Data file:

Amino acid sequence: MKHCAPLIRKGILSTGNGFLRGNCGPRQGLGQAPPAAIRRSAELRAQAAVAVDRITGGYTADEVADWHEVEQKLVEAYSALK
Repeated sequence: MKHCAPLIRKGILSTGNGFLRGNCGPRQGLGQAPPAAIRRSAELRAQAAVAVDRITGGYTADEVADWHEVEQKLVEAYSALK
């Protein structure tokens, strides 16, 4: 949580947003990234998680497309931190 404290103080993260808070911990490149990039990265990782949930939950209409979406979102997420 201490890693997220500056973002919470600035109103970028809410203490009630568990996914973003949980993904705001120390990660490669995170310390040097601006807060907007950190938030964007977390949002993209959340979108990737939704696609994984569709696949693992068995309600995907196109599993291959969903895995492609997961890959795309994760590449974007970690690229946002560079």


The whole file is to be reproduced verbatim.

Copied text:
Amino acid sequence: MKHCAPLIRKGILSTGNGFLRGNCGPRQGLGQAPPAAIRRSAELRAQAAVAVDRITGGYTADEVADWHEVEQKLVEAYSALK
Repeated sequence: MKHCAPLIRKGILSTGNGFLRGNCGPRQGLGQAPPAAIRRSAELRAQAAVAVDRITGGYTADEVADWHEVEQKLVEAYSALK
């Protein structure tokens, strides 16, 4: 949580947003990234998680497309931190 404290103080993260808070911990490149990039990265990782949930939950209409979406979102997420 201490890693997220500056973002919470600035109103970028809410203490009630568990996914973003949980993904705001120390990660490669995170310390040097601006807060907007950190938030964007977390949002993209959340979108990737939704696609994984569709696949693992068995309600995907196109599993291959969903895995492609997961890959795309994760590449974007970690690229946002560079």